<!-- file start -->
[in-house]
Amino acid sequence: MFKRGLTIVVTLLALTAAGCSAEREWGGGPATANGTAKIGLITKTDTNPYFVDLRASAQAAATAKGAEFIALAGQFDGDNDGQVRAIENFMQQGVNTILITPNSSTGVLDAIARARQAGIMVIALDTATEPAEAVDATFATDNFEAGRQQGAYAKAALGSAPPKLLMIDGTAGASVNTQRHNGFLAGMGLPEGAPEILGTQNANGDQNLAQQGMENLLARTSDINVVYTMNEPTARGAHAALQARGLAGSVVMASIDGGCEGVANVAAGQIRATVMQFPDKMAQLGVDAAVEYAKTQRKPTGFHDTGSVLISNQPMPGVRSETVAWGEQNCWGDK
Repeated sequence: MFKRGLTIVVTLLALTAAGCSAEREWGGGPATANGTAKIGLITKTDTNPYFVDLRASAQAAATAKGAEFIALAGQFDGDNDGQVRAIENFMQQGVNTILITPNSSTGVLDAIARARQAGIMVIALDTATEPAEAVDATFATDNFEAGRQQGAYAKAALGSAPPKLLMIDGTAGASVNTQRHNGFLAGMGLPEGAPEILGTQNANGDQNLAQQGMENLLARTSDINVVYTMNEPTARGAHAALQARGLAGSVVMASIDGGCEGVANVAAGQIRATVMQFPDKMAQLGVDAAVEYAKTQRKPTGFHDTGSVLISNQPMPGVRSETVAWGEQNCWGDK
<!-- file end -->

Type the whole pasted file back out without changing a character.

[in-house]
Amino acid sequence: MFKRGLTIVVTLLALTAAGCSAEREWGGGPATANGTAKIGLITKTDTNPYFVDLRASAQAAATAKGAEFIALAGQFDGDNDGQVRAIENFMQQGVNTILITPNSSTGVLDAIARARQAGIMVIALDTATEPAEAVDATFATDNFEAGRQQGAYAKAALGSAPPKLLMIDGTAGASVNTQRHNGFLAGMGLPEGAPEILGTQNANGDQNLAQQGMENLLARTSDINVVYTMNEPTARGAHAALQARGLAGSVVMASIDGGCEGVANVAAGQIRATVMQFPDKMAQLGVDAAVEYAKTQRKPTGFHDTGSVLISNQPMPGVRSETVAWGEQNCWGDK
Repeated sequence: MFKRGLTIVVTLLALTAAGCSAEREWGGGPATANGTAKIGLITKTDTNPYFVDLRASAQAAATAKGAEFIALAGQFDGDNDGQVRAIENFMQQGVNTILITPNSSTGVLDAIARARQAGIMVIALDTATEPAEAVDATFATDNFEAGRQQGAYAKAALGSAPPKLLMIDGTAGASVNTQRHNGFLAGMGLPEGAPEILGTQNANGDQNLAQQGMENLLARTSDINVVYTMNEPTARGAHAALQARGLAGSVVMASIDGGCEGVANVAAGQIRATVMQFPDKMAQLGVDAAVEYAKTQRKPTGFHDTGSVLISNQPMPGVRSETVAWGEQNCWGDK